Sayer & Bennett’s iconic map of the siege of Boston and Battle of Bunker Hill

R[obert] Sayer & J[ohn] Bennett, THE SEAT OF WAR, IN NEW ENGLAND by an American Volunteer… [with:] PLAN OF BOSTON HARBOUR … [with:] PLAN OF THE TOWN OF BOSTON WITH THE ATTACK on BUNKERS-HILL …. No. 53 Fleet Street, London, Sept. 2, 1775.
Two engravings on single sheet, together 18 ¼”h x 21 ½”w plus generous margins, full original color.

A lovely example of this dramatic 1775 map of the siege of Boston and depicting in some detail the Battle of Bunker Hill.

After the April 1775 encounters at Lexington and Concord the British forces under General Gage retreated to Boston. There they were besieged by American forces entrenched on the heights surrounding the town and at the choke point of Boston Neck. On June 16-17 the Americans attempted to break the stalemate by occupying the commanding position at Breed’s Hill in Charlestown. The ensuing Battle of “Bunker” Hill was nominally a British victory, though they suffered horrendous losses while the Americans’ strong performance provided a great boost to their morale. George Washington assumed command on July 3 as Commander-in-Chief of the new Continental Army, and the two sides settled into the tedium of the siege. The British were forced to evacuate Boston in March 1776, after the Americans occupied Dorchester Heights and achieved artillery command of the town and its harbor approaches.

This terrific image comprises three maps, each at a different scale. The main map depicts the area within a roughly 60-mile radius of Boston; lays out the position of forces under American Generals Putnam, Ward and Thomas on hills surrounding the city in June 1775; and shows the approach of American reinforcements from Connecticut, Rhode Island and New Hampshire as well as the “march of General Washington” from the West. Washington’s arrival in early July marked the creation of the Continental Army and the Continental Congress’ attempt to take control of the war effort. The geographic information on this map and the inset harbor plan at upper right are closely copied from Map of the Most Inhabited Part of New England, which publisher Robert Sayer acquired when he purchased Thomas Jefferys’ assets in 1768. However the roads and military information in the Boston area are based either on Isaac de Costa’s Plan of the Town and Harbour of Boston (London, July 29, 1775) or perhaps on some unknown manuscript source common to both maps. Sayer & Bennett have also added a introduced a number of roads, present neither on the Jefferys nor the de Costa, implying that there was at least one other source used in the compiling the map.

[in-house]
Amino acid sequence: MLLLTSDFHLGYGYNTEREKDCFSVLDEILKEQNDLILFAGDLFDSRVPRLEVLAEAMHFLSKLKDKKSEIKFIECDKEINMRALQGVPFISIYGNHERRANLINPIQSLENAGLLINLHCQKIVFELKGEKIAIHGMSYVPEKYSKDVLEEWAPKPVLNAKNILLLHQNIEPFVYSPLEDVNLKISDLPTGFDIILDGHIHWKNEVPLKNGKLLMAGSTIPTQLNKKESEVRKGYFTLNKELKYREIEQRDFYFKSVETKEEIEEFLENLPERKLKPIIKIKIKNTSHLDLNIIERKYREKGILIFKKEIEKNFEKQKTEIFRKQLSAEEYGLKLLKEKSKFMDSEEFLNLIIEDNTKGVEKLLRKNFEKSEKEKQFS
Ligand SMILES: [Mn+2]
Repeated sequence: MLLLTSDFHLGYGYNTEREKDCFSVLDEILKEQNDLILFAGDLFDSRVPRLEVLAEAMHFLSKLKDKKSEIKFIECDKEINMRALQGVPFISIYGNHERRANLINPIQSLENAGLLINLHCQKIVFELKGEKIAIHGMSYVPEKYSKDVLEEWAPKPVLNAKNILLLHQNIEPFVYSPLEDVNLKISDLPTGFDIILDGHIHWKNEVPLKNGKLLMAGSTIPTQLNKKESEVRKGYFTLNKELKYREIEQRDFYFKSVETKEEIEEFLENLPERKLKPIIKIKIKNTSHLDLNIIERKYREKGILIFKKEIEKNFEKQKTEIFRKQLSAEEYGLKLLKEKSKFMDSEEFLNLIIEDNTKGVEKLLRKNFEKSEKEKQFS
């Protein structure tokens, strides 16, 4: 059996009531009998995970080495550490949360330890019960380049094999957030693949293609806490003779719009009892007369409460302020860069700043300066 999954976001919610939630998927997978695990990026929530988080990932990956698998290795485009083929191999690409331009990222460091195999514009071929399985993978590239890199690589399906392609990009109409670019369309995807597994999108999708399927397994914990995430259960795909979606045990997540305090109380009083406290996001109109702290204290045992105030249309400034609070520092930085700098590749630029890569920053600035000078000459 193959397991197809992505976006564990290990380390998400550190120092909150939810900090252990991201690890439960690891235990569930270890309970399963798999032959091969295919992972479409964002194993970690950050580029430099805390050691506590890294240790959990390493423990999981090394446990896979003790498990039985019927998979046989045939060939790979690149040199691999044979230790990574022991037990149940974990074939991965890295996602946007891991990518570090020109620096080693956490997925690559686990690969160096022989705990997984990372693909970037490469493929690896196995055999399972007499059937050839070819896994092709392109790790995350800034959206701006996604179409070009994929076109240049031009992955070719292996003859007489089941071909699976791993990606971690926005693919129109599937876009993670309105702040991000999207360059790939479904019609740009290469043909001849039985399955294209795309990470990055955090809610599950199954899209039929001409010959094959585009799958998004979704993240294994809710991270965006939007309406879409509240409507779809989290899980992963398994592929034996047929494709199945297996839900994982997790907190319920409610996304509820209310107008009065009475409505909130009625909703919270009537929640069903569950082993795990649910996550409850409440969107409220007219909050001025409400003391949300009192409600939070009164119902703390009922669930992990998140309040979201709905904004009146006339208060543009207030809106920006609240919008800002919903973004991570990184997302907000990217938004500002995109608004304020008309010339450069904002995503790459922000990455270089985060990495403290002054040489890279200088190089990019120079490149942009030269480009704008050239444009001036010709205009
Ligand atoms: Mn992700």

The battle plan at lower right depicts Boston and the Charlestown Peninsula, with the Battle of Bunker Hill at its height. Charlestown is in flames, the British are advancing on the American redoubt and the famous “rail fence,” and a British squadron in the Charles River and Boston Harbor is pouring fire on the Americans. As on the main map, the military action is shown in profile rather than plan view, giving the image a dramatic quality not present on most battle plans of the period. Boston proper is shown in considerable detail, highlighting landmarks such as Long Wharf, Beacon Hill, and Fort Hill, with an “Incampment [sic] of the Regulars on the Common.” Three tables at the base of the plan name streets and list the town’s wards and no fewer than ten destructive fires in its long history.

In all, a remarkable and attractive map providing vital geographic context for the early events of the American Revolution.

Guthorn, British Maps of the American Revolution, 150/6; Nebenzahl, Bibliography of Printed Battle Plans of the American Revolution, #6 & 6a; McCorkle, New England in Early Printed Maps, #775.1; Krieger & Cobb, Mapping Boston, p.103; Schwartz & Ehrenberg, The Mapping of America, plate 117; Sellers & Van Ee, #813; Stokes, American Historical Prints, p. 27. Not in Nebenzahl, Atlas of the American Revolution or Phillips, Maps of America.


Flattened and gently surface cleaned, with some lingering scattered foxing. Very good overall, and one of the most attractive examples I have seen.